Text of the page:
Don’t Go to DON’T LET GO [Bob’s Review]

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dont let go cog.jpgDON’T LET GO; 2019


Written and directed by Jacob Aaron Estes

Starring David Oyelowo, Storm Reid, Alfed Molina, Brian Tyree Henry

Rated R; 103 minutes

Bobs Entry #38 in 100 Days Of Horror.  – where we watch 100 horror films we’ve not seen leading up to Halloween. You may notice I use the word horror once in the below. True. But it touches a little into genre, and promotional material refers to being in genre – so close enough. See what else other citizens of City Of Geek have been watching on the page linked there or check out short video reviews on YouTube.

Don’t Let Go is a frustrating film. It has a solid premise and a stable of consistently reliable actors, yet fails to use its seed of an idea to sprout more than a sapling of a film. In the post-show discussion of the six citizens of City of Geek present – the standard four of us and two friends – we came up with several far more interesting ways to use the set-up than the film itself did. That’s why we found the Jacob Aaron Estes written and directed sci-fi/horror/thriller to be so frustrating.  Don’t Let Go doesn’t allow itself to dig into a great idea in any sort of more-than-basic way.

If you’re like just about everyone- you may be wondering what that premise may be. Despite a summer release (albeit to 900 screens at the tail end), trailers have been light. I go to the movies two to three times a week. I’ve seen the Terminator and Ad Astra trailers dozens of times now. I saw Don’t Let Go’s once. Two weeks ago. I digress; let’s talk plot. David Oyelowo is a Los Angeles police officer. Storm Reid is his precocious niece, daughter of Brian Tyree Henry. When Reid and her parents are murdered, Oyelowo is understandably distraught. Until he starts receiving phone calls from his niece. She’s dead, but not a ghost. She’s calling from two weeks in the past. Together they can solve her murder in order to prevent it.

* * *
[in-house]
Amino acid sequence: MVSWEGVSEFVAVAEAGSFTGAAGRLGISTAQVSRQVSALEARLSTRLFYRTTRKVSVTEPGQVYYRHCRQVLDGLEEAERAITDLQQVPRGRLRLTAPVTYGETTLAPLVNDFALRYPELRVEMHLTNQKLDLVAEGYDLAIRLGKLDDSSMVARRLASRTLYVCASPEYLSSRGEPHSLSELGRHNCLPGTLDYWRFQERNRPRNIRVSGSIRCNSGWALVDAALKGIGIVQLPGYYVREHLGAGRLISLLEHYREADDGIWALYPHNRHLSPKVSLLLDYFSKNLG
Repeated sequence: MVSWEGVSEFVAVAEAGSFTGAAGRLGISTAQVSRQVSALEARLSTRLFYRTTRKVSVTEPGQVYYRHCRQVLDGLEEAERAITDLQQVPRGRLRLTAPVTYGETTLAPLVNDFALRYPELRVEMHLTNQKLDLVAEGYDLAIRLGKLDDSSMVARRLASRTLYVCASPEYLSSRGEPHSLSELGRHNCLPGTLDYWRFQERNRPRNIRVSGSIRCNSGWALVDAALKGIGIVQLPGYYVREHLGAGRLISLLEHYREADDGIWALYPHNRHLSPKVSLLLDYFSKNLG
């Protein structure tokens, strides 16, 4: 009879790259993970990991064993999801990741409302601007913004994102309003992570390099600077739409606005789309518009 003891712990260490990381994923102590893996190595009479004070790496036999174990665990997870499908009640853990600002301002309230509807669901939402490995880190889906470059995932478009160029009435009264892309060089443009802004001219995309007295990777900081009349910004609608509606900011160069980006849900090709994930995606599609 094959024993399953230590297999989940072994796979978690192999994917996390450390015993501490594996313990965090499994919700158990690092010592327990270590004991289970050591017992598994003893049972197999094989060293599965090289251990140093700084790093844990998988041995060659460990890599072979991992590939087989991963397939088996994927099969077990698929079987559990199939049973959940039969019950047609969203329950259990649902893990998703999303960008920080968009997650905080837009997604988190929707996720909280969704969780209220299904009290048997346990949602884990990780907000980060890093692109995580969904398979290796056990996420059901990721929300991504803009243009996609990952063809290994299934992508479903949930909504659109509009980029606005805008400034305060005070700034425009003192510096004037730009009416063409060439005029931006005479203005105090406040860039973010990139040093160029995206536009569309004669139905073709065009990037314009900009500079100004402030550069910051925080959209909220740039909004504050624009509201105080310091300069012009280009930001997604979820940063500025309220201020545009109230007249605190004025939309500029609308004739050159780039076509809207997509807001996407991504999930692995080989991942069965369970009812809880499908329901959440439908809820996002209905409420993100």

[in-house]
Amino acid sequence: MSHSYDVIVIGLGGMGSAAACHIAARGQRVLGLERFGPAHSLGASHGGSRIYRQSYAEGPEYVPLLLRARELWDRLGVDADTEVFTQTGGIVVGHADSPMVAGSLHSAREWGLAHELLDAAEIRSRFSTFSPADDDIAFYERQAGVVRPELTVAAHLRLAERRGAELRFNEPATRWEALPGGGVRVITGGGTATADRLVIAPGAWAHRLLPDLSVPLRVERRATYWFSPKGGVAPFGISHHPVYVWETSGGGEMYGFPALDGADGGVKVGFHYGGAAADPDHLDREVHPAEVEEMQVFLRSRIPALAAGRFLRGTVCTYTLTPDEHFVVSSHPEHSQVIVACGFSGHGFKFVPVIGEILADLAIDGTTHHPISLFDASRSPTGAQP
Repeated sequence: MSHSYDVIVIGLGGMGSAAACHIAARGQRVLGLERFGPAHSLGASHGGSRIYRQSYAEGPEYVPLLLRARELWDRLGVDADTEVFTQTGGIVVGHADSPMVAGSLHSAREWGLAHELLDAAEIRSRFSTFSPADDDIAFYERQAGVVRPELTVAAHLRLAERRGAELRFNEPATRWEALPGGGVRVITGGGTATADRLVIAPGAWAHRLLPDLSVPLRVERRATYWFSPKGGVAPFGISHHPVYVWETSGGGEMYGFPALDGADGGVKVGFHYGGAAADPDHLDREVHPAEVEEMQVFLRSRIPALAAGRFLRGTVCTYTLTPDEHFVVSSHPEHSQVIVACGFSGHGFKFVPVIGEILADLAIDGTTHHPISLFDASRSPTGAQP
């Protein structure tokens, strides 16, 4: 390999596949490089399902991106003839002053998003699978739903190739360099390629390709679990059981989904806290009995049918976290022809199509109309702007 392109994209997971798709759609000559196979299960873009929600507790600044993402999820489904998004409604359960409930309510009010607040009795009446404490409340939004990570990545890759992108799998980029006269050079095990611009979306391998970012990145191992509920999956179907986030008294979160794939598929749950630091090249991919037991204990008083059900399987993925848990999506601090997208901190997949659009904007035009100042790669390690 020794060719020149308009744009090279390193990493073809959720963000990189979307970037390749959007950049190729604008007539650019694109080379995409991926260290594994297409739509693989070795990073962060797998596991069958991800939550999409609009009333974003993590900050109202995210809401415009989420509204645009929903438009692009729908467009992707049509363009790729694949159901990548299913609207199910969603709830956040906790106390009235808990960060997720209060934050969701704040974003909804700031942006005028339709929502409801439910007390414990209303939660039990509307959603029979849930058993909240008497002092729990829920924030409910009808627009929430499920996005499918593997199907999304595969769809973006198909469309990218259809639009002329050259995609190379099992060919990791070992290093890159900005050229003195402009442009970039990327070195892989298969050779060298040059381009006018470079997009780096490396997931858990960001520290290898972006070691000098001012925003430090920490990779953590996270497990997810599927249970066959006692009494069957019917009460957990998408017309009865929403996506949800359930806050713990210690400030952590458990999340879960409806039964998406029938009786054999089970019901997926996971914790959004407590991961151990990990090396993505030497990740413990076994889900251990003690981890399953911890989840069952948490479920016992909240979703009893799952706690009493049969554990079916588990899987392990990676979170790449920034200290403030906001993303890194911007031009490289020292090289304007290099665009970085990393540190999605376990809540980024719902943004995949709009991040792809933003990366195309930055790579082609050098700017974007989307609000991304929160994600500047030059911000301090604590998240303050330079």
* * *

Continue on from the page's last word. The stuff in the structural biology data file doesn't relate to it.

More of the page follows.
A solid conceit, Frequency with more pressing force of action; a little more mystery. Not much more mystery, however. There is the central mystery of who committed the murder and why, yet it’s easily solved. (The reason of why this is happening is never even questioned, but that’s a plus. That dialog would have been more awkward than what we already have. ) I’ve seen enough similar thrillers even without the sci-fi aspect to immediately figure out the entirety of the plot as soon as the murders occur. It wasn’t just me.  All six of us, including the sixteen year-old, latched onto the obvious conclusion just about instantly. Knowing where the plot is going to go can be fine if done well or the filmmakers are aware the audience knows the film’s end as soon as the film starts. Ari Aster’s Midsommar did this very well earlier this sommar, er summer. Aster knew we all knew the conclusion, so led us along in how it is to happen. Don’t Let Go doesn’t realize how obvious it is, thus the frustrating aspect of the audience knowing where the story is going long before the characters, dragging us along as we wait for the film and characters to catch up.